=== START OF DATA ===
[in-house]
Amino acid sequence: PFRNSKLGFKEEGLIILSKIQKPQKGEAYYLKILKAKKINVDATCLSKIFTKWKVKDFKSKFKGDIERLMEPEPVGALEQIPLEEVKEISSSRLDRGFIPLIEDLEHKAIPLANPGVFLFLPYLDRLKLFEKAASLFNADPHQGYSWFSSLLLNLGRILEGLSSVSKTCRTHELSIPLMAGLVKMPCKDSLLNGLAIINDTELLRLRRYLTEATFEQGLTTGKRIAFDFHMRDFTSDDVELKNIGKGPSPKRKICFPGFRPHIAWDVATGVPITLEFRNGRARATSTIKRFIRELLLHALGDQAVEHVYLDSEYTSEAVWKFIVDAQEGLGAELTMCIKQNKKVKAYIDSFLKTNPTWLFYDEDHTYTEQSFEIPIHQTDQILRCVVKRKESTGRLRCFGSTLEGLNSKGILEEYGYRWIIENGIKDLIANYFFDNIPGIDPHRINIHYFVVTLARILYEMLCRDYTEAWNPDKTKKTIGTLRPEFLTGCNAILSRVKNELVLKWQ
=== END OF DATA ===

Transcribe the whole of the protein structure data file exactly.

[in-house]
Amino acid sequence: PFRNSKLGFKEEGLIILSKIQKPQKGEAYYLKILKAKKINVDATCLSKIFTKWKVKDFKSKFKGDIERLMEPEPVGALEQIPLEEVKEISSSRLDRGFIPLIEDLEHKAIPLANPGVFLFLPYLDRLKLFEKAASLFNADPHQGYSWFSSLLLNLGRILEGLSSVSKTCRTHELSIPLMAGLVKMPCKDSLLNGLAIINDTELLRLRRYLTEATFEQGLTTGKRIAFDFHMRDFTSDDVELKNIGKGPSPKRKICFPGFRPHIAWDVATGVPITLEFRNGRARATSTIKRFIRELLLHALGDQAVEHVYLDSEYTSEAVWKFIVDAQEGLGAELTMCIKQNKKVKAYIDSFLKTNPTWLFYDEDHTYTEQSFEIPIHQTDQILRCVVKRKESTGRLRCFGSTLEGLNSKGILEEYGYRWIIENGIKDLIANYFFDNIPGIDPHRINIHYFVVTLARILYEMLCRDYTEAWNPDKTKKTIGTLRPEFLTGCNAILSRVKNELVLKWQ